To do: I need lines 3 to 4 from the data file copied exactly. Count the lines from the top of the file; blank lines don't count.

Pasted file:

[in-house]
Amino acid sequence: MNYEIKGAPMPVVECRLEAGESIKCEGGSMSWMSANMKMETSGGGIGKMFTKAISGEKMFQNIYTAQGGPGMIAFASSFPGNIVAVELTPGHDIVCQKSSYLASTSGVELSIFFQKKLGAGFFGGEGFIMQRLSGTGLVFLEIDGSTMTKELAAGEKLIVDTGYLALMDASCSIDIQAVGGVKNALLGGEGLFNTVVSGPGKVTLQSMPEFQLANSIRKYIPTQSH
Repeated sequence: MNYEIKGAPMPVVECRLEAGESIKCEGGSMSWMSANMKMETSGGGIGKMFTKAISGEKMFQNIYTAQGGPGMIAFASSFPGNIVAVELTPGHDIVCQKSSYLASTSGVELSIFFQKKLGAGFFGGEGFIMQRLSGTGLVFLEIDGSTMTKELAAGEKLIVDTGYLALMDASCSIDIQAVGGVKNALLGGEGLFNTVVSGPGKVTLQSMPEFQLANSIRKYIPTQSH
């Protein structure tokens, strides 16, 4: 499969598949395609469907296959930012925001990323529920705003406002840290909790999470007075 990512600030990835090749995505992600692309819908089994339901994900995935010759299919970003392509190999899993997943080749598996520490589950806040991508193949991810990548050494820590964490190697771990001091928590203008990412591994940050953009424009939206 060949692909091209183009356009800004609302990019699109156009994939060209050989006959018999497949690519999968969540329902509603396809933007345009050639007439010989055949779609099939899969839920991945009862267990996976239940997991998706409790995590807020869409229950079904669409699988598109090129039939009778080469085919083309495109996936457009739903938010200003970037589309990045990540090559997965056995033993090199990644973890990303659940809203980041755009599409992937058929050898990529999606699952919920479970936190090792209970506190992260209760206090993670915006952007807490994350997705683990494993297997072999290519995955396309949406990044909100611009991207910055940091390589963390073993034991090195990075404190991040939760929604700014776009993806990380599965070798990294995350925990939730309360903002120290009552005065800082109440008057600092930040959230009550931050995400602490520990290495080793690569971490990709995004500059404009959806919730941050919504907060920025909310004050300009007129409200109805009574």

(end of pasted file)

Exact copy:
Repeated sequence: MNYEIKGAPMPVVECRLEAGESIKCEGGSMSWMSANMKMETSGGGIGKMFTKAISGEKMFQNIYTAQGGPGMIAFASSFPGNIVAVELTPGHDIVCQKSSYLASTSGVELSIFFQKKLGAGFFGGEGFIMQRLSGTGLVFLEIDGSTMTKELAAGEKLIVDTGYLALMDASCSIDIQAVGGVKNALLGGEGLFNTVVSGPGKVTLQSMPEFQLANSIRKYIPTQSH
């Protein structure tokens, strides 16, 4: 499969598949395609469907296959930012925001990323529920705003406002840290909790999470007075 990512600030990835090749995505992600692309819908089994339901994900995935010759299919970003392509190999899993997943080749598996520490589950806040991508193949991810990548050494820590964490190697771990001091928590203008990412591994940050953009424009939206 060949692909091209183009356009800004609302990019699109156009994939060209050989006959018999497949690519999968969540329902509603396809933007345009050639007439010989055949779609099939899969839920991945009862267990996976239940997991998706409790995590807020869409229950079904669409699988598109090129039939009778080469085919083309495109996936457009739903938010200003970037589309990045990540090559997965056995033993090199990644973890990303659940809203980041755009599409992937058929050898990529999606699952919920479970936190090792209970506190992260209760206090993670915006952007807490994350997705683990494993297997072999290519995955396309949406990044909100611009991207910055940091390589963390073993034991090195990075404190991040939760929604700014776009993806990380599965070798990294995350925990939730309360903002120290009552005065800082109440008057600092930040959230009550931050995400602490520990290495080793690569971490990709995004500059404009959806919730941050919504907060920025909310004050300009007129409200109805009574």